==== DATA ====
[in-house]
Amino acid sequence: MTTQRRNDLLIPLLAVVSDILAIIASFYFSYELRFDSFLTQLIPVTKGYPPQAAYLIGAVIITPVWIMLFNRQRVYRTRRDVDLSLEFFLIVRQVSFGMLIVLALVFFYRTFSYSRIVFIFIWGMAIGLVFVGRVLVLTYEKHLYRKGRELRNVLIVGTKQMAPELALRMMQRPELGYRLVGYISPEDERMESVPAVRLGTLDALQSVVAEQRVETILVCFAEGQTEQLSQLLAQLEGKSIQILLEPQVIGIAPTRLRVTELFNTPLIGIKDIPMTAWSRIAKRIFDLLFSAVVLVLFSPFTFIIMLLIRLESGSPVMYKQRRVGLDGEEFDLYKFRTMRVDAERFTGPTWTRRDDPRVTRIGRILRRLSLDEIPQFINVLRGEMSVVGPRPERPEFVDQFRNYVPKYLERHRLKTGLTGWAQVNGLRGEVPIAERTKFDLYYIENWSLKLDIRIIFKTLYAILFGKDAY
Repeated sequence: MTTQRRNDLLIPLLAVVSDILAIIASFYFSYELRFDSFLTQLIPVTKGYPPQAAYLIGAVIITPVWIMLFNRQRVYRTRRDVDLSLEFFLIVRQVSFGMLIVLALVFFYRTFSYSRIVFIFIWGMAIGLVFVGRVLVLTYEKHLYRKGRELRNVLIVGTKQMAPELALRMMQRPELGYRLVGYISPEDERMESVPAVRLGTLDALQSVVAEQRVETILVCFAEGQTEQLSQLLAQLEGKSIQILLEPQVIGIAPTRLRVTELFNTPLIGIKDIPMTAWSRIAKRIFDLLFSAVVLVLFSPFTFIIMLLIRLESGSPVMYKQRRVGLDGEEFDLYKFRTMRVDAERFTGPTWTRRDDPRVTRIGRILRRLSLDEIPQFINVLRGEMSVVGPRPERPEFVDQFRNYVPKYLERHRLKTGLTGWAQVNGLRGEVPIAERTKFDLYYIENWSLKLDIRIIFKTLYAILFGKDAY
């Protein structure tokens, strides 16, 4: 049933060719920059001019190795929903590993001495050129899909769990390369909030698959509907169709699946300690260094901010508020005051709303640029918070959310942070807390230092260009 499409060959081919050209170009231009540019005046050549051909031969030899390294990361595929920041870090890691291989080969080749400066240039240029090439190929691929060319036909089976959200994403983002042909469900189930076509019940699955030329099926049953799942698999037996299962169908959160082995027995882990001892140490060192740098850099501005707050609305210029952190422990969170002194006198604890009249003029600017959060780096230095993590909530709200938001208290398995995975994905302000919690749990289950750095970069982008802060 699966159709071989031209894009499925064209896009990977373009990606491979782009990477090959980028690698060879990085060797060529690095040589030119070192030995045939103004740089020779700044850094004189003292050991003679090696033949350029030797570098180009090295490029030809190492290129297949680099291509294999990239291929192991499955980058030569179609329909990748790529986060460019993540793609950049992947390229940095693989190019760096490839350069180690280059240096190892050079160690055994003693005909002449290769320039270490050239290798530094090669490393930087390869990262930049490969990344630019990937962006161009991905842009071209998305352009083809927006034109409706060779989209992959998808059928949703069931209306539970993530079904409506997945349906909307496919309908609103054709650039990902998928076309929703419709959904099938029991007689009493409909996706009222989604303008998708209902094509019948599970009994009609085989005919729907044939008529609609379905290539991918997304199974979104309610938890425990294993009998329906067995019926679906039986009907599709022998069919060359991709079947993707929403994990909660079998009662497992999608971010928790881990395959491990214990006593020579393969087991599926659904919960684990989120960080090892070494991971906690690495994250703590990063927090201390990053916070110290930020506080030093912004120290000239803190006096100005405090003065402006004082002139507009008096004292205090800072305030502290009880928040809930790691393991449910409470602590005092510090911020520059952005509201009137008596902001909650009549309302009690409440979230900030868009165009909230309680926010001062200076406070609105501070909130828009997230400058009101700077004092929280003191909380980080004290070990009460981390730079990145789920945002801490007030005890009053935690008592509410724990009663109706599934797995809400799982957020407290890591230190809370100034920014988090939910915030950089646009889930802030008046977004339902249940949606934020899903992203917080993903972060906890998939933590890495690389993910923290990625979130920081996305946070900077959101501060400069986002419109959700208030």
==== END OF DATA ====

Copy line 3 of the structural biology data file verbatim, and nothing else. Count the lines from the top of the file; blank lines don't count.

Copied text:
Repeated sequence: MTTQRRNDLLIPLLAVVSDILAIIASFYFSYELRFDSFLTQLIPVTKGYPPQAAYLIGAVIITPVWIMLFNRQRVYRTRRDVDLSLEFFLIVRQVSFGMLIVLALVFFYRTFSYSRIVFIFIWGMAIGLVFVGRVLVLTYEKHLYRKGRELRNVLIVGTKQMAPELALRMMQRPELGYRLVGYISPEDERMESVPAVRLGTLDALQSVVAEQRVETILVCFAEGQTEQLSQLLAQLEGKSIQILLEPQVIGIAPTRLRVTELFNTPLIGIKDIPMTAWSRIAKRIFDLLFSAVVLVLFSPFTFIIMLLIRLESGSPVMYKQRRVGLDGEEFDLYKFRTMRVDAERFTGPTWTRRDDPRVTRIGRILRRLSLDEIPQFINVLRGEMSVVGPRPERPEFVDQFRNYVPKYLERHRLKTGLTGWAQVNGLRGEVPIAERTKFDLYYIENWSLKLDIRIIFKTLYAILFGKDAY